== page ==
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In France, Cray Valley has launched new tackifying resins
produced with Amyris’ (AMRS)
biologically derived Biofene branded farnesene.
Tack is the measure of stickiness — vital to everything from
adhesives that need to hold things in place to inks that need to
stay on the printed page.
According to independent market research firm,
MarketsandMarkets.com, the global tackifier market is projected to
reach USD 3.56 billion by 2020. This poses a large opportunity for
renewable farnesene-based tackifiers and Amyris believes it can
access a large market share as its product applications within the
space achieve commercial scale.
Cray Valley’s Wingtack family of tackifying resins have been
manufactured with piperylene (a volatile hydrocarbon that is a
byproduct of ethylene production) as a primary source. Other
tackifier resins typically are derived from trees or citrus fruit
The Cray Valley backstory
Total Cray Valley is part of Total’s Polymers division within the
Refining & Chemicals branch. Total Cray Valley manufactures
Wingtack and Cleartack hydrocarbon resins, Poly bd, Ricon and
Krasol liquid polybutadiene resins, SMA® copolymer resins, and
Dymalink monomers. These products are used as raw materials and
additives for adhesives, rubber, electronics, thermoplastics,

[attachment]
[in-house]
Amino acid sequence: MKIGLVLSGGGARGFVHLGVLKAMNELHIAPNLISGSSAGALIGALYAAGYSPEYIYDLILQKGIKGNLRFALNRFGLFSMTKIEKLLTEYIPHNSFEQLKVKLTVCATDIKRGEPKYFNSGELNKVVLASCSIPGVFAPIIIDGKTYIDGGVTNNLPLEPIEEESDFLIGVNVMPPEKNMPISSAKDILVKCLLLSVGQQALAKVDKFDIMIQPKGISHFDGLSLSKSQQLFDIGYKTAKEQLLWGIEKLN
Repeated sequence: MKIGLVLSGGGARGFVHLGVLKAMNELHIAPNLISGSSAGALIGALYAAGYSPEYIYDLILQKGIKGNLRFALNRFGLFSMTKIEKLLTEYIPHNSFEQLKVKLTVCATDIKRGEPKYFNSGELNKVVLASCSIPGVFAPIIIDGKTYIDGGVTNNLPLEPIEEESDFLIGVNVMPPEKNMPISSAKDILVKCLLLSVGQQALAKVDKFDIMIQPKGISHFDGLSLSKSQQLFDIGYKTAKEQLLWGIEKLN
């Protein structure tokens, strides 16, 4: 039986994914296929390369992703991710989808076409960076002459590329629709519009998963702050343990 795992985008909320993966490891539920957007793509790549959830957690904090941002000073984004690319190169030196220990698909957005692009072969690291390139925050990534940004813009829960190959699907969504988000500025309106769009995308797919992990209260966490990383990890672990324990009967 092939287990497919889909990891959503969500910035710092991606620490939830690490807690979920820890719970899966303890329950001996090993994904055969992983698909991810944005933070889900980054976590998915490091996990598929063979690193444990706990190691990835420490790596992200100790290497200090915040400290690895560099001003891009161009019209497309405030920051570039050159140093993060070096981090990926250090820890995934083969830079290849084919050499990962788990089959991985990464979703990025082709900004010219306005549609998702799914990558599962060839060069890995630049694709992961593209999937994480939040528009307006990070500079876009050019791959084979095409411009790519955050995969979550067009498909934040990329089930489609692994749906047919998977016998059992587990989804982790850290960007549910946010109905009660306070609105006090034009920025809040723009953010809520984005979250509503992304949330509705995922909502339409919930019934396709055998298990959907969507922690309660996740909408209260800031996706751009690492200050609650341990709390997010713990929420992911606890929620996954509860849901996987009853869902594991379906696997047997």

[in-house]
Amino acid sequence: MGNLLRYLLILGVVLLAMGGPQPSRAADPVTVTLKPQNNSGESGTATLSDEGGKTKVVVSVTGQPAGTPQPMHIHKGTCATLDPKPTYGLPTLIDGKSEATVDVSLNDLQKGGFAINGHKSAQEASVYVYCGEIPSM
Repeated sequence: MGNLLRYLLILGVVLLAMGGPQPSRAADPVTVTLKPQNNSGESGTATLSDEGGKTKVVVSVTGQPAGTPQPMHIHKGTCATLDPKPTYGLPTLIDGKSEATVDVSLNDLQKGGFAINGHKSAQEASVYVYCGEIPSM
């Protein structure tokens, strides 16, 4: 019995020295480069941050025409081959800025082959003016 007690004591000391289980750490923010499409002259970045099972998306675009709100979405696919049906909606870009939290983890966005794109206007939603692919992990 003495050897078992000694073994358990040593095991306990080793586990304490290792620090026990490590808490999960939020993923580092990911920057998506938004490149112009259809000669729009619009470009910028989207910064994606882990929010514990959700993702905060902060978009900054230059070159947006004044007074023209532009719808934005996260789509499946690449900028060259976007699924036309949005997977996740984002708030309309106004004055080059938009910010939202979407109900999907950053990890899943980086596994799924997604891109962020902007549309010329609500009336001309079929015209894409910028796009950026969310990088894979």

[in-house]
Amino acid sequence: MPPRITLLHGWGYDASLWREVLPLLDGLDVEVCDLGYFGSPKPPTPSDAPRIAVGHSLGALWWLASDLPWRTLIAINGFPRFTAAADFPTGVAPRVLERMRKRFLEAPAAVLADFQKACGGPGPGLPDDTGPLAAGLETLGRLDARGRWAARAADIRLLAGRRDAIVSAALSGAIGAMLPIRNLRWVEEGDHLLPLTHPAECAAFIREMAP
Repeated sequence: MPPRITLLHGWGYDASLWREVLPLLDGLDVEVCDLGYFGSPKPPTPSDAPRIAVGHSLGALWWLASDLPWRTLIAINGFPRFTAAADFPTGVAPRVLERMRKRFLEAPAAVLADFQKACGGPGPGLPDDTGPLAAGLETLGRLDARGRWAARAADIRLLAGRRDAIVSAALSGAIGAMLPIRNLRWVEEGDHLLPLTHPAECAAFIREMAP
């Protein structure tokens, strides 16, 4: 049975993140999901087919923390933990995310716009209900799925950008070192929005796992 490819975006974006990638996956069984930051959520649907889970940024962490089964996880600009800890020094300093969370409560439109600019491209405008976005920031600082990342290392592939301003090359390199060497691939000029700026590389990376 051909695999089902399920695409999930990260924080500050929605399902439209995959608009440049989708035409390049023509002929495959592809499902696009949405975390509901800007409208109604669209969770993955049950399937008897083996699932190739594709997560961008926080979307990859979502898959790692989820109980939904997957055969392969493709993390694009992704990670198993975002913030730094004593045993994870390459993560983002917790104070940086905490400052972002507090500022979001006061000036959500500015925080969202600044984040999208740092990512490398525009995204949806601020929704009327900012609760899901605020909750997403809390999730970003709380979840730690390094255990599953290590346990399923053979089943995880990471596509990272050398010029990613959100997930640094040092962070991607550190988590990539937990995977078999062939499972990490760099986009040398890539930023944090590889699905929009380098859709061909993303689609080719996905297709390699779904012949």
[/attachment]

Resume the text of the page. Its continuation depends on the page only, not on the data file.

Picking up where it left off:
coatings and other applications.
The switch to biofene
Utilizing new technology has enabled Cray Valley to use farnesene
as a sustainably-sourced 30% replacement for piperylene and add
Wingtack EXTRA F30 to its product line of tackifiers while
maintaining solid performance, particularly for use in hot melt
and hot melt pressure sensitive adhesives. Cray Valley will
showcase this new technology and its product line at the Adhesive
and Sealant Council Conference and Expo.
The disruptive nature of Amyris’s farnesene has enabled Cray
Valley to create new tackifying resins that are based on monomers
from sustainable biomaterials. As a result, these farnesene-based
resins are not subject to the cost and supply instabilities of
petroleum-based monomers or the typical natural variabilities that
affect the quality of pinene and limonene monomers.
“We are pleased to support Cray Valley in the launch of new
tackifiers with excellent performance characteristics that support
growth in sustainably produced resin products for the large global
market for these applications,” said John Melo, President &
CEO of Amyris.
The Biofene backstory
Amyris’s sugar cane-derived Biofene forms the basis for a wide
range of products varying from specialty products such as
cosmetics, perfumes, detergents and industrial lubricants, to
transportation fuels such as diesel and jet fuel. As a tailor made
pure hydrocarbon it provides numerous advantages when compared to
petroleum-based oils and chemicals and is renewable, contributing
to a sustainable future.
Jim Lane is editor of Biofuels Digest., where this article
published. Biofuels Digest is the most widely
read Biofuels daily read by 14,000+ organizations. Subscribe
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